Another factor in CBM's/Amiga's demise which is easy to forget is market penetration. Part of the reason for the Amiga's demise was the A500's failure to establish itself as a C64 replacement in the U.S.
As Twistin' will no doubt confirm, CBM's pathetic marketing & support of developers stateside ensured the Amiga's fate there. Whilst it did feature heavily in serious app's like Deluxe Paint, & Desktop Video, the low-end failure of it being a home computer meant people replaced their C64's/Atari's etc. with PC's, if they wanted to play games they went Sega/Nintendo.
Shrinking worldwide markets, shrinking revenue.
General penny-pinching by CBM upper management starved Amiga R&D. Rather than the belated AGA release, had CBM not invested heavily in the PC market & instead concentrated its R&D on the AAA chipset Amiga's, it might've been able to retake the technology initiative & impact that the original Amiga had on its release.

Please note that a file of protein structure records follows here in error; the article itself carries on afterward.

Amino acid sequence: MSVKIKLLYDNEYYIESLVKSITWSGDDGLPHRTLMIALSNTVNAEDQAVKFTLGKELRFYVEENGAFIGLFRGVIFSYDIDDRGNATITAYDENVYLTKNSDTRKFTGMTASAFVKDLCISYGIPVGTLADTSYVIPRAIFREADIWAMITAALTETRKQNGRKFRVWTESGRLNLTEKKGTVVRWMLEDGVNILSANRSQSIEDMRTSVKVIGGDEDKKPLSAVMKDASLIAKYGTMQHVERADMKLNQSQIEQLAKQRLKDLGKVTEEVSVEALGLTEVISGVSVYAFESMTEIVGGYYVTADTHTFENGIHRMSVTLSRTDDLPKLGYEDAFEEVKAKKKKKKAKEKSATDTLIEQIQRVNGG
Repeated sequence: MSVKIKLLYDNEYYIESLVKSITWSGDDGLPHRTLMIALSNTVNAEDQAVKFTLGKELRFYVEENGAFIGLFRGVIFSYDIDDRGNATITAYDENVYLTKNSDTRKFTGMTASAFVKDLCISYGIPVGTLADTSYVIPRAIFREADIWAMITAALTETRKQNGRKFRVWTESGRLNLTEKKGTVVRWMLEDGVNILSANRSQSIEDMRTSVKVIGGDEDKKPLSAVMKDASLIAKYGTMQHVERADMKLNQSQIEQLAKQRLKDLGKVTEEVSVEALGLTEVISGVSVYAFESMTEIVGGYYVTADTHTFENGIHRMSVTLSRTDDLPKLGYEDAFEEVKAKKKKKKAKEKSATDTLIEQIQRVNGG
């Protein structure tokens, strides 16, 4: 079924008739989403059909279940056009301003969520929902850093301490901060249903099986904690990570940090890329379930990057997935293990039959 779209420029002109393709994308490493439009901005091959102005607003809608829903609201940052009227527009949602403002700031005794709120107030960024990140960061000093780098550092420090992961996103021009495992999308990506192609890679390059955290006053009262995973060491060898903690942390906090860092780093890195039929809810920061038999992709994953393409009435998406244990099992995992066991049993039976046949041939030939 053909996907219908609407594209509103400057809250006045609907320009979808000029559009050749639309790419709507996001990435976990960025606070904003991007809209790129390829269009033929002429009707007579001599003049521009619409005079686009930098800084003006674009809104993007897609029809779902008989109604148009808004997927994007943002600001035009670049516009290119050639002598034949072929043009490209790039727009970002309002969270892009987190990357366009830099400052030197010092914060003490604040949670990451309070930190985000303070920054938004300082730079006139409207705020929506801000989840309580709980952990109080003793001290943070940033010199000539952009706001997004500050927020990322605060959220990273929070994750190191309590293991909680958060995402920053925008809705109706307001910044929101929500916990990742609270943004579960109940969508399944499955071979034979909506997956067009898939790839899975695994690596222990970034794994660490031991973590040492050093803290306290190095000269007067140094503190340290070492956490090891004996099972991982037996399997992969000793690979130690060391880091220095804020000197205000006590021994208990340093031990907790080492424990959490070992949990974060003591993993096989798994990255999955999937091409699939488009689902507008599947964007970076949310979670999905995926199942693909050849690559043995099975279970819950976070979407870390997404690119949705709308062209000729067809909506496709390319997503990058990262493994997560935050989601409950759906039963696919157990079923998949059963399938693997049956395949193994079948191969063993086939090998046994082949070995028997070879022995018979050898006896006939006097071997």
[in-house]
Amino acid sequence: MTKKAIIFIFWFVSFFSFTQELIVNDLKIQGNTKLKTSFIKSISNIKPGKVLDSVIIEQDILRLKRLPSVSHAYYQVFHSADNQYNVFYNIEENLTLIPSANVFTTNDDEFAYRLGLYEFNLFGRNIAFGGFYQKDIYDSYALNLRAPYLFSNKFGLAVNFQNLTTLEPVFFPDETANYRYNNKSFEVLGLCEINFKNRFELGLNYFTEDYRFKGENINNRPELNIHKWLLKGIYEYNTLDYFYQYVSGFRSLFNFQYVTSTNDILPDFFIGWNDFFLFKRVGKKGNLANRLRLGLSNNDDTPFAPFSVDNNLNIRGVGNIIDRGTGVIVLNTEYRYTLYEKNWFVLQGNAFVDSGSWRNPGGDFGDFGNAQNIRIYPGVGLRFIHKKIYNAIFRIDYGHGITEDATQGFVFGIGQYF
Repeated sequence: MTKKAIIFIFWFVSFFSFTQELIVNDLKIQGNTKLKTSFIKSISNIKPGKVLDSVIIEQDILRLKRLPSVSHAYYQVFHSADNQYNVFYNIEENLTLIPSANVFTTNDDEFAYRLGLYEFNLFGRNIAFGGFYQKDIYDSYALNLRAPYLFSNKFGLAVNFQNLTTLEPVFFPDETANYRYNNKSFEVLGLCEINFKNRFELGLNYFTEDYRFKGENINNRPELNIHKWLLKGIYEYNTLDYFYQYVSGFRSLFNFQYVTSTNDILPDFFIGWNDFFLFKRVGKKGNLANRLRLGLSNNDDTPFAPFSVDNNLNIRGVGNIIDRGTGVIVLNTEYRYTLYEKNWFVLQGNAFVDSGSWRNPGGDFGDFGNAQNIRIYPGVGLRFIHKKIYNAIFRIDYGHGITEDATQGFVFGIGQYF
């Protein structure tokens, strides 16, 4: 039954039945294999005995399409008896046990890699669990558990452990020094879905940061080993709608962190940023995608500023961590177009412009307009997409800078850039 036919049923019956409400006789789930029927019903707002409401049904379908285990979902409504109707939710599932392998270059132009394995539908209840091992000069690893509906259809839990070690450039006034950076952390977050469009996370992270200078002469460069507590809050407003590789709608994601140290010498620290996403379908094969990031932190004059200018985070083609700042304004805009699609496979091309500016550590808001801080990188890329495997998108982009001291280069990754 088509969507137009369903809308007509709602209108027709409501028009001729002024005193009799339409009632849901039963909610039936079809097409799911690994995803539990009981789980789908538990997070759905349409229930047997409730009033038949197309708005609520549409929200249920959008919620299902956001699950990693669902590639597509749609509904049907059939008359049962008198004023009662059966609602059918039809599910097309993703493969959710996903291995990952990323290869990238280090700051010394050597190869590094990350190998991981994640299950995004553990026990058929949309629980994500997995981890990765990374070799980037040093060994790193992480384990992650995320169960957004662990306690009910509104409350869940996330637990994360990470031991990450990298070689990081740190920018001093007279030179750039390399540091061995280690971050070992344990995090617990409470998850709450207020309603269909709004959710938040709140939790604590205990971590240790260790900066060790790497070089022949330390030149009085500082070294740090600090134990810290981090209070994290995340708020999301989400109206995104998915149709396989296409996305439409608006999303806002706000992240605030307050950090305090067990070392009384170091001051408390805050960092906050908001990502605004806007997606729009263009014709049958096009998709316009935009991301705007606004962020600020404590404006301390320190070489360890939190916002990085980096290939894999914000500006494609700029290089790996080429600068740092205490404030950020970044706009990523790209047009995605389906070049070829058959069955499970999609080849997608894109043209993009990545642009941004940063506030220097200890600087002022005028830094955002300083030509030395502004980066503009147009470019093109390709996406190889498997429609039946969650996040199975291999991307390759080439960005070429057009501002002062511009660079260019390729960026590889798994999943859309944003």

@Unknown_K. CBM did have the option of including a high density drive, however costs were involved in order to sell at its pricepoint on release. Either the A1200 would've had 1meg RAM with high density drive, or 2meg ram with low-density drive. The CBM UK managing director Kelly Sumner confirmed this in an interview in The One magazine.
Realistically, in order to have survived The Amiga & Aplle technologies would've had to have merged or the Amiga to have taken over the Mac's market. And with the idiotic clowns headed by Gould & co. neither was ever going to happen!
Any longtime commodore fan would recall the pre-gates days, we'd endlessly complain about commodore's marketing & R & D!